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Hi, (please don't shoot the messenger here, but you can only use depreciation as a part of the ACTUAL EXPENSE method) ...
Using the Actual Expenses Method
Certain vehicle-related amounts you spend can be used to determine your actual expenses. Vehicle expenses include:
The maximum depreciation deduction allowed may be limited due to the IRS passenger automobile rules.
If you use the mileage method, the depreciation and all of those other expenses are essentially aeraged to get to the allowed mileage rate
If you elect to use the standard mileage deduction, you may deduct 55.5 cents for business purposes and job searching (in a related field). If you move to a new home because of a job change, the mileage rate while moving is 23.5 cents per mile (these miles are deducted on Form 3903, Moving Expenses, if you meet the moving deduction requirements).
sorry fpr the typo "averaged," taken into consideration to get to the 55.5 cents per mle
Hang on a sec and I'll get the actual IRS documentation onit for you
Here ya go ... form: http://www.irs.gov/taxtopics/tc510.html
You can generally figure the amount of your deductible car expense using one of two methods: the standard mileage rate method or the actual expense method. If you qualify to use both methods, before choosing a method, you may want to figure your deduction both ways to see which gives you a larger deduction. For the current standard mileage rate, refer to Publication 463, Travel, Entertainment, Gift and Car Expenses, or search standard mileage rates on IRS.gov. If you use the standard mileage rate, you can add to your deduction any parking fees and tolls incurred for business purposes.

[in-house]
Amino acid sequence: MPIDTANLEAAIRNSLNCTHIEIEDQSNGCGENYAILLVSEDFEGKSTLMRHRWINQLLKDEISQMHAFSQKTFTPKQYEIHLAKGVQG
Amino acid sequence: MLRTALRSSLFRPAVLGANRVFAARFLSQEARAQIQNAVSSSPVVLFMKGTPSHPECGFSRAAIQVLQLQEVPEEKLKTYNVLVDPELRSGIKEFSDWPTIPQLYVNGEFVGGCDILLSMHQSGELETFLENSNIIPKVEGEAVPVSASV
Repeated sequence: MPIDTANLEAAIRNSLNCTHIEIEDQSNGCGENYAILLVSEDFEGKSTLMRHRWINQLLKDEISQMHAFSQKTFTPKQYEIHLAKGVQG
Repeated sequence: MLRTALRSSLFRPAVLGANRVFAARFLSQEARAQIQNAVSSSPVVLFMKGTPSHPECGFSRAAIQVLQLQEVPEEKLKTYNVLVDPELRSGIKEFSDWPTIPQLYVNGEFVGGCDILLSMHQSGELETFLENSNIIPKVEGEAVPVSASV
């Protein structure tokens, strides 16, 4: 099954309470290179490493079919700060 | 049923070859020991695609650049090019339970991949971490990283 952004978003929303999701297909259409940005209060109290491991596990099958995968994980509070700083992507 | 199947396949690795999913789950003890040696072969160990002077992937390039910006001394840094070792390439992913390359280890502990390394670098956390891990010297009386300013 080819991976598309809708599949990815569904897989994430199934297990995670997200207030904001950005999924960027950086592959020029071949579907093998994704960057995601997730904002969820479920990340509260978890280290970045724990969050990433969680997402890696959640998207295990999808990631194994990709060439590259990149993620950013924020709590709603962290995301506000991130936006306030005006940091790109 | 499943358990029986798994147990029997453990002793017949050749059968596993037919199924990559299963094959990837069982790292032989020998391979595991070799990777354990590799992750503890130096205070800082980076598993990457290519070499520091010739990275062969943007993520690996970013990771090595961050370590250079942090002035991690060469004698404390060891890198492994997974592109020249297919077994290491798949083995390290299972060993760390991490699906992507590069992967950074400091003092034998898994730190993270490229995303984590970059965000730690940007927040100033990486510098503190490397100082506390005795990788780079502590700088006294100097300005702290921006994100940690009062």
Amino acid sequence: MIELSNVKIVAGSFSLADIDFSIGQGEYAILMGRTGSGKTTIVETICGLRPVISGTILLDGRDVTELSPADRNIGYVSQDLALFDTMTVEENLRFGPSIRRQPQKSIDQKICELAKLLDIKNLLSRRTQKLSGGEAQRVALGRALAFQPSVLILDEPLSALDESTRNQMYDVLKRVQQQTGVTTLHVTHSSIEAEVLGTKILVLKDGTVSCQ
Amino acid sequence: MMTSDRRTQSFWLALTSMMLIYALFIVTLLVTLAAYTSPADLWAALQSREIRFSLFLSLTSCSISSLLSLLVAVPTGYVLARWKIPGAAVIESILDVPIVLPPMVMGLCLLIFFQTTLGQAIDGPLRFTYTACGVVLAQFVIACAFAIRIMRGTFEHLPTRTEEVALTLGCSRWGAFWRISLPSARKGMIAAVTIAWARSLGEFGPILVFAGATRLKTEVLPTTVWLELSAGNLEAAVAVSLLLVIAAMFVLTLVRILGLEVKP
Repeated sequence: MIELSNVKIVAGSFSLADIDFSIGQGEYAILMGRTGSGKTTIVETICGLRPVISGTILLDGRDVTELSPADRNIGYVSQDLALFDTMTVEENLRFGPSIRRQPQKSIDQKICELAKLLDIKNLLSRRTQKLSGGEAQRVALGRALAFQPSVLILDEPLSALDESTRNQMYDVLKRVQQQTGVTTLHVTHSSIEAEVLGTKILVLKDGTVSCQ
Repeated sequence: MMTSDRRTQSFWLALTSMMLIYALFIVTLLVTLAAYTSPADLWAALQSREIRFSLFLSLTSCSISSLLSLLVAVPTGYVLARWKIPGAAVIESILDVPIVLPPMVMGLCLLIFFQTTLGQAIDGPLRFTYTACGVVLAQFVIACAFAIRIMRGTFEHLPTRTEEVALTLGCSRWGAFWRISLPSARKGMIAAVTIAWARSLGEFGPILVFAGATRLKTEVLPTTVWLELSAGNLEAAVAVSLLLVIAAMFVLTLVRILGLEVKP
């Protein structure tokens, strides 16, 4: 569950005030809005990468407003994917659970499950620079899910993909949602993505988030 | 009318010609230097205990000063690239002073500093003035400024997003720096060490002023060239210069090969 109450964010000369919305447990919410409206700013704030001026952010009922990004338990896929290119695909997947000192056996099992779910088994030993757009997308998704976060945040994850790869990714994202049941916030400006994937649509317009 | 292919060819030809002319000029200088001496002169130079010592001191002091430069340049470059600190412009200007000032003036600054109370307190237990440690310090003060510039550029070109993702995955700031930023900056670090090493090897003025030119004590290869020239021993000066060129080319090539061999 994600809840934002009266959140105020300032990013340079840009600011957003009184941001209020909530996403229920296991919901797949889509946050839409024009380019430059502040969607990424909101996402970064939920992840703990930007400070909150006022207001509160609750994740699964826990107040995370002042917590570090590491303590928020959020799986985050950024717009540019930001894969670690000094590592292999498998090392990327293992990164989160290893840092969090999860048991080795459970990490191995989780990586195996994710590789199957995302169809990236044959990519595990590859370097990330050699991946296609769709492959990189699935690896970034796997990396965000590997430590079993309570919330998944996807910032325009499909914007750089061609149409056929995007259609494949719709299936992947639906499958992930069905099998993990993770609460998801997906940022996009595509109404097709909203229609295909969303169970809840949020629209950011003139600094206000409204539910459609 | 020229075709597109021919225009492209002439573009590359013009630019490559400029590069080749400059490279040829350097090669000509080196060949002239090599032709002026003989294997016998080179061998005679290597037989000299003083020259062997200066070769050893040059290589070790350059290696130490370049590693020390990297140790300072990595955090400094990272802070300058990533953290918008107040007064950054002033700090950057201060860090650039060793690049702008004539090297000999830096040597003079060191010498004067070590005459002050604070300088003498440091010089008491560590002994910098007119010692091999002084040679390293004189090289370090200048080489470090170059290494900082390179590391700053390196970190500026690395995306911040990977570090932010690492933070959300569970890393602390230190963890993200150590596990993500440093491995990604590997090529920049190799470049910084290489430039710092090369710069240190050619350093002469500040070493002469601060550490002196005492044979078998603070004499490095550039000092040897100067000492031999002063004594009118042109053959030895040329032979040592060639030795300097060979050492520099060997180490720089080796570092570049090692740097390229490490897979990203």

To use the standard mileage rate, you must own or lease the car and:
Hope this helps
OK how about line two You must not have claimed a depreciation deduction for the car using any method other than straight-line,
Hopefully rate my answer based on the accuracy and thoroughness, rather than any good news/bad news content ... My hope is having all the facts will help you see around some corners
Right, that's IF you use actual expenses
Again depreciation is one of the ACTUAL expenses ... compensates you for depleton (wear and tear, however you wan to put it) on the car ... Mileage rate has that and all the other stuff built into it
YOu can't do both
OK I have to research it because I think I cannot use any methods, except S/L
There IS one place where you can do al little add-in, and that's if you use the standard mileage rate, you can add to your deduction any parking fees and tolls incurred for business purposes.
Thank you I need more time for research. I remember H&R Block class teacher told us that we could use milage and S/L
Actually MACRS is required for most property
MACRS assigns each type of business asset a "class" and specifies the time period over which you can write off assets in each class. The most commonly used items are classified as shown in the chart that follows.
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